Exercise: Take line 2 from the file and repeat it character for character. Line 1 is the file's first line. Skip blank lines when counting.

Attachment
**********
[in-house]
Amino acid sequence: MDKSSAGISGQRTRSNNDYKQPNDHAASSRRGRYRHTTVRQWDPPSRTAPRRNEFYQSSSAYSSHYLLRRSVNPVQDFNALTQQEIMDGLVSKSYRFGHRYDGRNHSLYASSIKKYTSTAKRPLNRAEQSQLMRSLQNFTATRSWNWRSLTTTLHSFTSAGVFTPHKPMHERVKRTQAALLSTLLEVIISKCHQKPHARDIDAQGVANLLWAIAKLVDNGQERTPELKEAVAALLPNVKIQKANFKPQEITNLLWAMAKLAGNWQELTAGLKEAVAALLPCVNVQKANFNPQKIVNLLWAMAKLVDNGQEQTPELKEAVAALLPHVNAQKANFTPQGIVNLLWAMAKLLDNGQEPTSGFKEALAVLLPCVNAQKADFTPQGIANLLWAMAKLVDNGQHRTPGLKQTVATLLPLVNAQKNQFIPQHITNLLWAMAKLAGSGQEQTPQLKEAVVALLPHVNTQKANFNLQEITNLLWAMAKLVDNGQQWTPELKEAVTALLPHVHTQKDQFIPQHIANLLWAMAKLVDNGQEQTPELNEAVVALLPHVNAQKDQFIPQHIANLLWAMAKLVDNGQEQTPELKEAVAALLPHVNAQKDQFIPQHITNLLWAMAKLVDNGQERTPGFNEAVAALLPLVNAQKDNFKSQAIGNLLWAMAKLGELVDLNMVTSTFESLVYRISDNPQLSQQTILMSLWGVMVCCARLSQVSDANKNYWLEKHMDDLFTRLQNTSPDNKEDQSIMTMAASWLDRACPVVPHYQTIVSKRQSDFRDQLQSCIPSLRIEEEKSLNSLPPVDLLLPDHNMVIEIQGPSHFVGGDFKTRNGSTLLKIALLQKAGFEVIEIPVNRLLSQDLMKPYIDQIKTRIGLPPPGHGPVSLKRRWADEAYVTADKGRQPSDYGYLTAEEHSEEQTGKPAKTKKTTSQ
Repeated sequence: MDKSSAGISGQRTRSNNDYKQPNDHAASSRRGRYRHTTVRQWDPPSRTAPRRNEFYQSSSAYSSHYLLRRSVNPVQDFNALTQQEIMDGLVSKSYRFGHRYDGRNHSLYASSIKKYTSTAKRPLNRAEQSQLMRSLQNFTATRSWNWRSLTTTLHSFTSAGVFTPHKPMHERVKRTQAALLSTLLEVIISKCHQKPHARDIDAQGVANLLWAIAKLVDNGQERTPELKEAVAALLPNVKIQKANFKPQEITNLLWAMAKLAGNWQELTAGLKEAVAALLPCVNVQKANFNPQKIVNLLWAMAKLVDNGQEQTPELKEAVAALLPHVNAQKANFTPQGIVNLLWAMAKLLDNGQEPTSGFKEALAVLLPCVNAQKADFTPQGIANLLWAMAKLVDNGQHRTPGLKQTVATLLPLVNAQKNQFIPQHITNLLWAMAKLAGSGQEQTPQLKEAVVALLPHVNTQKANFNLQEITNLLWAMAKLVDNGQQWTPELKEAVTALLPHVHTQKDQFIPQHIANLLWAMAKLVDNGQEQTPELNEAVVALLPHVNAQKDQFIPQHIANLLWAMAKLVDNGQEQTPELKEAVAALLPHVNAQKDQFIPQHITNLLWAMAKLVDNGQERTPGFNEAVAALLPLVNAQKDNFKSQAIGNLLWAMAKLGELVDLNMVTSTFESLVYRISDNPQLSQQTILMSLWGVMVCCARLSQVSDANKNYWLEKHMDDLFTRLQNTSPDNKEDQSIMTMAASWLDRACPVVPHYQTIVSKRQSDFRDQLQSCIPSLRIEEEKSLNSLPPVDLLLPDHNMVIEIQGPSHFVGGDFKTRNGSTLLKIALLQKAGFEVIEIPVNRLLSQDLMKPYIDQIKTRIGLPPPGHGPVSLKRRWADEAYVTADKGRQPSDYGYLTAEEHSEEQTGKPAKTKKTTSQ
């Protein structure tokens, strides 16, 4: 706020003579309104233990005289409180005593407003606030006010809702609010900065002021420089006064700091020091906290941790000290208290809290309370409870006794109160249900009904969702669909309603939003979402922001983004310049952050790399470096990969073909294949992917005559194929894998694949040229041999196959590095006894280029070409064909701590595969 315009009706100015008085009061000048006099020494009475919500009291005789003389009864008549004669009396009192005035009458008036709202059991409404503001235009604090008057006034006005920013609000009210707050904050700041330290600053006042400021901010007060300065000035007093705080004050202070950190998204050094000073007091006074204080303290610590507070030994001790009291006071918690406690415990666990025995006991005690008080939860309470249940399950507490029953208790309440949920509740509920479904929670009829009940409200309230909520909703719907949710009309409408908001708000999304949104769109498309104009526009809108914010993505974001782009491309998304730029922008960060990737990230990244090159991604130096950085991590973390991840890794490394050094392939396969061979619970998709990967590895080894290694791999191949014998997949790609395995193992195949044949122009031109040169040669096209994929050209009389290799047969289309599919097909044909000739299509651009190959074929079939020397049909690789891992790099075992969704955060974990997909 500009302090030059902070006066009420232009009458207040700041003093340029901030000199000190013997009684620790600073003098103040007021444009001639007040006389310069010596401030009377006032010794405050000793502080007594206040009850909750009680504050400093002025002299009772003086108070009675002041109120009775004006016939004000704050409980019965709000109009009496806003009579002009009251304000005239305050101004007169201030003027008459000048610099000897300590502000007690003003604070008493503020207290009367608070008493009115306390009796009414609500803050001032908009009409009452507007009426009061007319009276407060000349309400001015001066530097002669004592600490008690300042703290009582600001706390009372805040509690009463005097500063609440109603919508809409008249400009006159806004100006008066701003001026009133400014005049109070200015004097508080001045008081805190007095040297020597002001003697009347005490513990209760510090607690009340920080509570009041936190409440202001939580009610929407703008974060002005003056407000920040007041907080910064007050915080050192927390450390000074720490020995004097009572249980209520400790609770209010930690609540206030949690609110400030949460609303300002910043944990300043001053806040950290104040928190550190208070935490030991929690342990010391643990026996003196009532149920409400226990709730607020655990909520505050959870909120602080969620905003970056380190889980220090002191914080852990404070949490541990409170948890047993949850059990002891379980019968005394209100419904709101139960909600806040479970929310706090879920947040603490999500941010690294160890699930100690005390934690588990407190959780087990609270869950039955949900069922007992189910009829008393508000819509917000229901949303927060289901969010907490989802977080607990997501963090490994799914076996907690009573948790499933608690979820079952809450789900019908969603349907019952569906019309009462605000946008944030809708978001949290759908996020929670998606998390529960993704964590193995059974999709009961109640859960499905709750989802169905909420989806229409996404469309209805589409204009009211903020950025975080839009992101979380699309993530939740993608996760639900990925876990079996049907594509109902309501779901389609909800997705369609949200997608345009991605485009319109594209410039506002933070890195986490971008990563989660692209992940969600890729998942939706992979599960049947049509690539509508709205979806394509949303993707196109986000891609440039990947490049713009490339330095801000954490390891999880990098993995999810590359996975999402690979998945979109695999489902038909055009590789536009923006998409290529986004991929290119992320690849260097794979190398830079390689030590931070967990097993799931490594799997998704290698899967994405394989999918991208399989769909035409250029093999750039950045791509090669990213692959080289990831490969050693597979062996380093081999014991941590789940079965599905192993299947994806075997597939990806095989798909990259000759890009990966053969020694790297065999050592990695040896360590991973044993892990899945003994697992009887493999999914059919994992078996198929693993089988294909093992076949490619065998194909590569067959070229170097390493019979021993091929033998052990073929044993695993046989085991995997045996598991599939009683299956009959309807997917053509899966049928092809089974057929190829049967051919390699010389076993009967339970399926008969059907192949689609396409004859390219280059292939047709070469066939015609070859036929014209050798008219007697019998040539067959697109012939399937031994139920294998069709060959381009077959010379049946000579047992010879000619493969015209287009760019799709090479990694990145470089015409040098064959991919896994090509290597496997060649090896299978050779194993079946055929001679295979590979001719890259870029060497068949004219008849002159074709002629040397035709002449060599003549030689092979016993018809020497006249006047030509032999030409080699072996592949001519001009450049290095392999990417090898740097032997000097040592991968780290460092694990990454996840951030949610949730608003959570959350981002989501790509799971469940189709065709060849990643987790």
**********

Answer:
Amino acid sequence: MDKSSAGISGQRTRSNNDYKQPNDHAASSRRGRYRHTTVRQWDPPSRTAPRRNEFYQSSSAYSSHYLLRRSVNPVQDFNALTQQEIMDGLVSKSYRFGHRYDGRNHSLYASSIKKYTSTAKRPLNRAEQSQLMRSLQNFTATRSWNWRSLTTTLHSFTSAGVFTPHKPMHERVKRTQAALLSTLLEVIISKCHQKPHARDIDAQGVANLLWAIAKLVDNGQERTPELKEAVAALLPNVKIQKANFKPQEITNLLWAMAKLAGNWQELTAGLKEAVAALLPCVNVQKANFNPQKIVNLLWAMAKLVDNGQEQTPELKEAVAALLPHVNAQKANFTPQGIVNLLWAMAKLLDNGQEPTSGFKEALAVLLPCVNAQKADFTPQGIANLLWAMAKLVDNGQHRTPGLKQTVATLLPLVNAQKNQFIPQHITNLLWAMAKLAGSGQEQTPQLKEAVVALLPHVNTQKANFNLQEITNLLWAMAKLVDNGQQWTPELKEAVTALLPHVHTQKDQFIPQHIANLLWAMAKLVDNGQEQTPELNEAVVALLPHVNAQKDQFIPQHIANLLWAMAKLVDNGQEQTPELKEAVAALLPHVNAQKDQFIPQHITNLLWAMAKLVDNGQERTPGFNEAVAALLPLVNAQKDNFKSQAIGNLLWAMAKLGELVDLNMVTSTFESLVYRISDNPQLSQQTILMSLWGVMVCCARLSQVSDANKNYWLEKHMDDLFTRLQNTSPDNKEDQSIMTMAASWLDRACPVVPHYQTIVSKRQSDFRDQLQSCIPSLRIEEEKSLNSLPPVDLLLPDHNMVIEIQGPSHFVGGDFKTRNGSTLLKIALLQKAGFEVIEIPVNRLLSQDLMKPYIDQIKTRIGLPPPGHGPVSLKRRWADEAYVTADKGRQPSDYGYLTAEEHSEEQTGKPAKTKKTTSQ